Tags: jim rogers | governments | cash | cryptocurrencies | digitial | money | bitcoin

Jim Rogers: Governments Hate Cash, Seek to Control People With Cryptocurrencies

By    |   Friday, 10 November 2017 09:49 AM

International investor Jim Rogers thinks cashless societies are the future, whether the controversial digital currency bitcoin is the solution or not.

“Governments don't like cash because it's expensive and because they can't control you as much,” Rogers recently told the Stansberry Investor Hour.

“Everyone's going to get rid of cash. Governments could issue their own cryptocurrency to control people. Governments like to have all the power themselves,” said Rogers, who co-founded the Quantum Fund with George Soros in 1973

The creator of the Rogers International Commodities Index (RICI) isn't completely sold on bitcoin and cryptocurrencies as long-term holds.

“People in China don't have paper money,” said the best-selling author of various financial books.

“They buy a cup of coffee, put their phone on the sensor, and it's paid for. They look at me funny when I say I have cash and want to pay. They say, 'We don't want to take cash. Cash is not efficient,'"  the chairman of Rogers Holding Inc. said.

"My children will never go to a bank, post office, or maybe even to a doctor when they're adults. The computer and the Internet are going to change money as we know it,” Rogers said.

Rogers also repeated his mantra of a looming economic collapse.

“The next financial problem will be the worst in my lifetime because there's so much debt,” Rogers said.

“The debt is much higher than in 2008. America is the largest debtor nation in the world. Japan has staggering debt. They have a declining population and debt that's going through the roof. If I were a 10-year-old Japanese, I'd get myself an AK-47, and I'd leave.”

To be sure, Reuters reported that cryptocurrency exchanges – where virtual currencies are bought, sold and stored – have become magnets for fraud and deception. More than 980,000 bitcoins – the most popular virtual currency – have been stolen since 2011. Today they would be worth about $5 billion.

Similar large sums are pouring into initial coin offerings. From January through September, ICOs generated $2.2 billion, more than three times the amount invested in similar startups by traditional venture capital firms, according to Novum Insights, a data provider.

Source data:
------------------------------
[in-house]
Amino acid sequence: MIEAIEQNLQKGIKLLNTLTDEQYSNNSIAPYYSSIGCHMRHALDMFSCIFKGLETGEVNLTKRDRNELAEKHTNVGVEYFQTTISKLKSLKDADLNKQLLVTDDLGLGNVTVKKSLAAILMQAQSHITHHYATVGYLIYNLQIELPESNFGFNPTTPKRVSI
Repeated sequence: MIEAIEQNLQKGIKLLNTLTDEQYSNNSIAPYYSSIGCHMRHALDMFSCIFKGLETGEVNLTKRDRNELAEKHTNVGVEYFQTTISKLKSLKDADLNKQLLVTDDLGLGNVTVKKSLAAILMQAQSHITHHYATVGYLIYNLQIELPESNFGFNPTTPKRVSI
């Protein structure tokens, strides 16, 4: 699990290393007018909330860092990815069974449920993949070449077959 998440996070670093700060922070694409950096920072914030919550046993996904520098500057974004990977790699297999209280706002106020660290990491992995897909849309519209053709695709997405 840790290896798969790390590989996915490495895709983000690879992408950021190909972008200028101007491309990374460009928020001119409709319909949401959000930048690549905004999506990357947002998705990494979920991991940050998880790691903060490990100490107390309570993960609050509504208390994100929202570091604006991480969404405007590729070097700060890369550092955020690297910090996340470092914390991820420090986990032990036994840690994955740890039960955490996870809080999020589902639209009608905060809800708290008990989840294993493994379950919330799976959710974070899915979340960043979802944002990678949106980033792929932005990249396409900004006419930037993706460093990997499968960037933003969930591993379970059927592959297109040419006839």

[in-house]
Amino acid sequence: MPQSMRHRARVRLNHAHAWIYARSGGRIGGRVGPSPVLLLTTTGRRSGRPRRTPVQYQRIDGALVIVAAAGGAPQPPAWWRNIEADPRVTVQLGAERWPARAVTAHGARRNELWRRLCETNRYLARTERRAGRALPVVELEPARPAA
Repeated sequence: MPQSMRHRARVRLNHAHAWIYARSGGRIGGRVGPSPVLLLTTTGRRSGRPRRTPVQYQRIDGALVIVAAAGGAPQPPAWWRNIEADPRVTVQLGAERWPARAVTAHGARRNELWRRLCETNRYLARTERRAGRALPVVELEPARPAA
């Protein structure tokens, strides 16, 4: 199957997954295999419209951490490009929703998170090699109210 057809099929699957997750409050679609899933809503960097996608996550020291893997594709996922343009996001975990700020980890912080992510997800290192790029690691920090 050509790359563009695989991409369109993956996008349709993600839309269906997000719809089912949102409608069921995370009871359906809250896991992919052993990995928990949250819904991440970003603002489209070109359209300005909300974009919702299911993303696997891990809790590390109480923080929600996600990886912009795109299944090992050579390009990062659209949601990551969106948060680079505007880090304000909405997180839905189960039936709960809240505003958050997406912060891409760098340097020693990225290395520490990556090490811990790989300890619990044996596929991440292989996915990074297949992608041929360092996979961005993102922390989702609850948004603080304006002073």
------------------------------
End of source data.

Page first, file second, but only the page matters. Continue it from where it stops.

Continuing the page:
ICOs can be a way for technology projects to raise money online to finance the development of new, open-source computer networks that aren’t necessarily looking to make a profit. Contributors receive new digital coins, or tokens, which they typically need to “pay” to access the new networks.

But the recent flurry of ICOs raising millions of dollars has attracted some dubious business propositions and outright scams, as well as speculators looking to trade the coins for swift gains. Authorities in the United States, Switzerland, China, Singapore and other nations have begun scrutinizing the sector closely for potentially tougher regulation.

“Most ICOs are bought by people looking to ‘flip’ their tokens to a greater fool for a quick profit,” said Alistair Milne, a co-founder of the London-based Altana Digital Currency Fund, which so far has avoided ICOs. More than “90 percent will fall to have a near-zero value in time,” he predicted.

The new cryptocurrencies function through a technology called blockchain, essentially a public ledger maintained by a network of computers. Blockchain applications are being tested by financial services firms, food suppliers, retailers and other businesses as a way to make record-keeping simpler and cheaper. Tezos aims to be a blockchain that’s more reliable than the ones behind bitcoin and ether. Several entrepreneurs and investors in the blockchain industry said the Tezos technology has potential because it would be easier to upgrade and may be more secure than other blockchains.

(Newsmax wire services contributed to this report).

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International investor Jim Rogers thinks cashless societies are the future, whether the controversial digital currency bitcoin is the solution or not.
jim rogers, governments, cash, cryptocurrencies, digitial, money, bitcoin
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2017-49-10
Friday, 10 November 2017 09:49 AM
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